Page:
Why Dodge is discontinuing its best-selling Challenger and Charger Muscle Cars?

Red Challenger and White Charger

Is the American automaker really killing its V8-powered cars at their peak?

By the time 2023 comes to an end, cleverness will have officially dropped the gas-powered Challenger and Charger from its lineup. Dodge made the announcement at a critical time in the industry as automakers begin producing more models powered by electrified powertrains.

What enthusiasts are now grappling with is a possible reality where Dodge — a brand long synonymous with American (and traditionally ICE-powered) muscle cars — could transition its lineup to a hybrid and electric powertrain model. With the Dodge Challenger overtaking the Ford Mustang as the best-selling muscle car in the U.S. in 2021, many want to know why Dodge is canceling its muscle cars at the peak of their potential.

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Why is Dodge stopping the Challenger and Charger?

Dodge CEO Tim Kuniskis hinted at the end of the brand’s internal combustion back in December 2021 during an interview with the Motor Authority. Shortly thereafter, the American automaker integrated its Street & Racing Technology (SRT) division into its global engineering team. This caused panic among the company’s fans, with many fearing the end of Dodge’s performance line.

Not long after, Kuniskis tried to allay fans’ concerns in an interview with Autoweek. He insisted that Stellantis, Dodge’s parent company, dissolved SRT. not. In addition, he supported the idea that an electric Dodge future was fast approaching.

Finally, Dodge confirmed 2023 would see the last Challenger and Charger models in their current ICE-powered iterations. Appropriately, the automaker bids farewell to the beloved muscle cars with a fitting tribute: “Last Call” plates under the hoods.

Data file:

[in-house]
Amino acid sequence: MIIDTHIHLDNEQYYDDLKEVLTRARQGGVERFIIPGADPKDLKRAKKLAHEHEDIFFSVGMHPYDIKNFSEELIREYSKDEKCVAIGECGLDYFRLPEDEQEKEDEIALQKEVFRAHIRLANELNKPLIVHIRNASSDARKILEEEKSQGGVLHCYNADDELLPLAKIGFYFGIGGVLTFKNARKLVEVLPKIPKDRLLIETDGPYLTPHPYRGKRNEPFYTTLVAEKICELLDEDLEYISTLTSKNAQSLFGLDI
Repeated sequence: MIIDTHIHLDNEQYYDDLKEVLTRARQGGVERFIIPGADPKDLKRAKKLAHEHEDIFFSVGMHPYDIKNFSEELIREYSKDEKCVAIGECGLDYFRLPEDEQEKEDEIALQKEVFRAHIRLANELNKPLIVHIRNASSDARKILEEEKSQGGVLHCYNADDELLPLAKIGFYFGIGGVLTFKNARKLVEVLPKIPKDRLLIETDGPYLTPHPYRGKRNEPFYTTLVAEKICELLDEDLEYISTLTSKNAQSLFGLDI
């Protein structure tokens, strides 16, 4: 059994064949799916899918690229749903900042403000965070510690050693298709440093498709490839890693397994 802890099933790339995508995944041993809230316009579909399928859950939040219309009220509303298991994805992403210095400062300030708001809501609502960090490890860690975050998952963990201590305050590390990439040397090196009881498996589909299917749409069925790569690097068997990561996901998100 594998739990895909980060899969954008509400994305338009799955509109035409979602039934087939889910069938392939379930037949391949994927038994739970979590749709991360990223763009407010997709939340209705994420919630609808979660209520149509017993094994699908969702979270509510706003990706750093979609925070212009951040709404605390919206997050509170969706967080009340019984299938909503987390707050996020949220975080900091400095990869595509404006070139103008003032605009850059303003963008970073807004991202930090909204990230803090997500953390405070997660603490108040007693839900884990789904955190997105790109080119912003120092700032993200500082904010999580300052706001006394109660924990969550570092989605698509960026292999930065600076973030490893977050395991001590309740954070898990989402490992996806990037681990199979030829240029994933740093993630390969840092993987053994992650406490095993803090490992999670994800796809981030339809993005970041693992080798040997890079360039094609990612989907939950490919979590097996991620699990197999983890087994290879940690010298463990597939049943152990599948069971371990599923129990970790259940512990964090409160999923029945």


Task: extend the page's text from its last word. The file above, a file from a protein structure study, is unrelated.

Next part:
This series of events has raised many questions among enthusiasts. Why is Dodge getting rid of the Challenger and Charger? Why does it move away from internal combustion? The reason becomes clearer when we look at Greenpeace East Asia’s November 2021 report.

According to her analysis Greenpac ranked Stellantis second to last (after Toyota) in its efforts to reduce CO2 emissions. Even before that report, Stellantis indicated it would erect the ship by July 2021 with eight battery electric vehicles coming and an aggressive push toward advancements in solid-state batteries.

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What will replace the Dodge Challenger and charger?

Last year, Dodge teased its first all-electric muscle car at Stellantis’ EV Day. Just over a year later, Dodge officially unveiled its forthcoming concept — dubbed the Charger Daytona SRT — to give a preview of its ostensibly V8-less future. In an effort to retain loyal fans, the Charger Daytona SRT will inherit some of the traits that make American muscle cars so appealing. There’s an aerodynamic front wing (dubbed the “R-Wing”) that pays tribute to the original Charger Daytona and an industry-first BEV exhaust to rival the SRT Hellcat.

While the concept offers a path the automaker could take to fill the void left by the Challenger and Charger, Dodge has yet to confirm whether they will get the right successors. What we do know for sure is that the 2023 Dodge Challenger and 2023 Dodge Charger models are the last chance for enthusiasts to own these beloved muscle cars.